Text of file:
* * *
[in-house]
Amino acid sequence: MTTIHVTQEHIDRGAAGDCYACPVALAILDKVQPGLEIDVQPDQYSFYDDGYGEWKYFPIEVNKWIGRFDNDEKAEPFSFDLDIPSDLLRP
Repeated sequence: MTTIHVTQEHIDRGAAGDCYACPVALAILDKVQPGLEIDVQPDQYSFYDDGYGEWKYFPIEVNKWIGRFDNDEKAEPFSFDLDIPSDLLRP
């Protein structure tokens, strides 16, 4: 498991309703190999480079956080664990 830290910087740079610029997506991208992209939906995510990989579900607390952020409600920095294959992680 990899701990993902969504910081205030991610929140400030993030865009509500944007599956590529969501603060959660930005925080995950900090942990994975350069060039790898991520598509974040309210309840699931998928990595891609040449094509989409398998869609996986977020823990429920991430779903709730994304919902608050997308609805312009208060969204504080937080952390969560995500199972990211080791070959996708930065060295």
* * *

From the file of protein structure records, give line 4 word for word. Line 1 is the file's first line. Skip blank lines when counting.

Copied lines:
């Protein structure tokens, strides 16, 4: 498991309703190999480079956080664990 830290910087740079610029997506991208992209939906995510990989579900607390952020409600920095294959992680 990899701990993902969504910081205030991610929140400030993030865009509500944007599956590529969501603060959660930005925080995950900090942990994975350069060039790898991520598509974040309210309840699931998928990595891609040449094509989409398998869609996986977020823990429920991430779903709730994304919902608050997308609805312009208060969204504080937080952390969560995500199972990211080791070959996708930065060295």